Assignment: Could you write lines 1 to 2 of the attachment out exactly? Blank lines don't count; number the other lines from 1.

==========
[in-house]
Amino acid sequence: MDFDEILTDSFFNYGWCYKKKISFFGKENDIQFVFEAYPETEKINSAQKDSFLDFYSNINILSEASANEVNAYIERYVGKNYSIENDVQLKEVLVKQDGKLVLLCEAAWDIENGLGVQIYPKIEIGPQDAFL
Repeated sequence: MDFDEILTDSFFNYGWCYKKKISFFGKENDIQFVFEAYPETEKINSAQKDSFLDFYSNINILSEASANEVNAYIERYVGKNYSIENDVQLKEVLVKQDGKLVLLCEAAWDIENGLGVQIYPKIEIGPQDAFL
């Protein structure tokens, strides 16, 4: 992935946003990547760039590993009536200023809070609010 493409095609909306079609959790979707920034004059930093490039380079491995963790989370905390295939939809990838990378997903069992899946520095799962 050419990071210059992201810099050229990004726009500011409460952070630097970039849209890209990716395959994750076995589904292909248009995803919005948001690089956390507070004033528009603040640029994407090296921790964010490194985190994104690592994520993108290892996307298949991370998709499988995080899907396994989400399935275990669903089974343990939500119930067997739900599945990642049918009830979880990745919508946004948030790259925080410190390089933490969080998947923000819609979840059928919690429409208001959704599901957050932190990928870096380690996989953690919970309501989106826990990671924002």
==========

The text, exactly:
[in-house]
Amino acid sequence: MDFDEILTDSFFNYGWCYKKKISFFGKENDIQFVFEAYPETEKINSAQKDSFLDFYSNINILSEASANEVNAYIERYVGKNYSIENDVQLKEVLVKQDGKLVLLCEAAWDIENGLGVQIYPKIEIGPQDAFL